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Argument Writing

Debate: Your Favorite Drinks Can Wreck Your Body, pages 17-21
September 2014

THE LANGUAGE ARTS MAGAZINE

Name: ___________________________________________________ Date: ________________________

Write an Argument Essay


Directions: Read Your Favorite Drinks Can Wreck Your Body. Fill in the chart on page 21. Then look at two
additional sources related to the debate over warning labels on sugary drinks. When you are done with your
research, follow the steps below to write an essay explaining your opinion on whether sugary drinks should
have warning labels.

Step 1: decide what you think


Should there be warning labels on sugary drinks? Consider what you read in the article, information
from two other reliable sources, and your own viewpoint. Check the box next to the point of view you
will support in your essay. Or write your own opinion in the space provided.
Yes! Those drinks are dangerous.

No! Who needs the sugar police?

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Step 2: Find your support


Which of the items that you wrote in the Yes and No columns on page 21 support your opinion?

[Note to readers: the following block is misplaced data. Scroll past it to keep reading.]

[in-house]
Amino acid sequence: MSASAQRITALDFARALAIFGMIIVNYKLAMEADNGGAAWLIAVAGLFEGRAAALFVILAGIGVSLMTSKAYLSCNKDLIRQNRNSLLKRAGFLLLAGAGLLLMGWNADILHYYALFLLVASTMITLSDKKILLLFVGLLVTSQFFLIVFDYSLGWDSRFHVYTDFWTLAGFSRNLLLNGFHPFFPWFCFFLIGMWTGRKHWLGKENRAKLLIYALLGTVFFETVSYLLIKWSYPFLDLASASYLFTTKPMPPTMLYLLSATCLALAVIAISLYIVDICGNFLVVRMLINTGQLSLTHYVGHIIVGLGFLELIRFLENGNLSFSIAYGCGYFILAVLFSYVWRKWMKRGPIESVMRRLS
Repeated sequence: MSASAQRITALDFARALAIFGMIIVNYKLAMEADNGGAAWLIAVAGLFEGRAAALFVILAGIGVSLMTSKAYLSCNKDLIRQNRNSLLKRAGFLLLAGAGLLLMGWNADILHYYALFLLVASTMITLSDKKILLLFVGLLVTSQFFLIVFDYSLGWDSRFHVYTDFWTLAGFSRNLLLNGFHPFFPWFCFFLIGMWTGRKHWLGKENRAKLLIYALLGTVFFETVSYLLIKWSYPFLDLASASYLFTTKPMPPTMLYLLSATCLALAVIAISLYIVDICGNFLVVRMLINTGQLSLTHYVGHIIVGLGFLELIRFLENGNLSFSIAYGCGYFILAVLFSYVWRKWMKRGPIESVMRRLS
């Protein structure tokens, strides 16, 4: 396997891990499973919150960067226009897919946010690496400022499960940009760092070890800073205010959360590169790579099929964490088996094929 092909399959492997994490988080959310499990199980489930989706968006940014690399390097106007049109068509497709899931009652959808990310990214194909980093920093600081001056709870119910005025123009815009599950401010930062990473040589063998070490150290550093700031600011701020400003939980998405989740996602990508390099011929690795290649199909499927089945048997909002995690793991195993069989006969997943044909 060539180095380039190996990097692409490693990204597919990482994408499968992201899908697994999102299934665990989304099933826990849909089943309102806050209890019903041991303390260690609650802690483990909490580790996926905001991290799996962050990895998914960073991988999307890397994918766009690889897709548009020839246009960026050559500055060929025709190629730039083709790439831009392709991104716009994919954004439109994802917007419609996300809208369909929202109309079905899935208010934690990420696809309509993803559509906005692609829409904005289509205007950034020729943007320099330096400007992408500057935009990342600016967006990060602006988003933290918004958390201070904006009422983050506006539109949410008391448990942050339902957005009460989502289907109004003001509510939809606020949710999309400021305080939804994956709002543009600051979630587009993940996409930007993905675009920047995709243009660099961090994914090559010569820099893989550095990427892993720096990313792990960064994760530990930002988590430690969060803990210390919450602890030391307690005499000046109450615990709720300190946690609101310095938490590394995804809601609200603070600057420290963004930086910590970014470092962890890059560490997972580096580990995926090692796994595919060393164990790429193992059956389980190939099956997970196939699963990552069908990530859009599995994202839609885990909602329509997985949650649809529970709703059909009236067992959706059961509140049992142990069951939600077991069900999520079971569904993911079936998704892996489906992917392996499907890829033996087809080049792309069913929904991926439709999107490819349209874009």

What are other points that support your opinion? List three to five supporting items here:
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Step 3: acknowledge the other side


If you think warning labels should be put on sugary drinks, summarize the strongest arguments of
those who dont think they are necessary. Alternatively, if you think warning labels on sugary drinks are
unnecessary, summarize the main reasons that some people disagree with you.
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2014 by Scholastic Inc. Teachers may project or make copies of this page to distribute to students.

Argument Writing

Debate: Your Favorite Drinks Can Wreck Your Body, pages 17-21
September 2014

Step 4: CRAFT your thesis


The thesis is where you tell readers what your essay is going to be about. The thesis should be a clear,
strong statement of the opinion you stated in Step 1. The rest of your essay should support your thesis.
Your thesis: ____________________________________________________________________________________________________________________________________________________________________________________________________
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Step 5: Write your hook


The very beginning of your essay is called the hook because it hooks your readers attention. The hook
should relate to the topic of your essay, but it can take many forms. It can be an anecdote (a very short
story), a fact, a quote, or a rhetorical question (a question to which you dont expect an answer). Choose
one of the ideas below, or use your own idea, and write a hook on the lines provided (1-3 sentences).

1. ANECDOTE: Describe your own sugary-drink habits. Do you drink them all the time? Hardly ever?

2. SURPRISING FACT: Find a fact that will raise your readers eyebrows. Several surprising facts are
included in the article. Or, maybe youve found one in one of the other two sources youve used.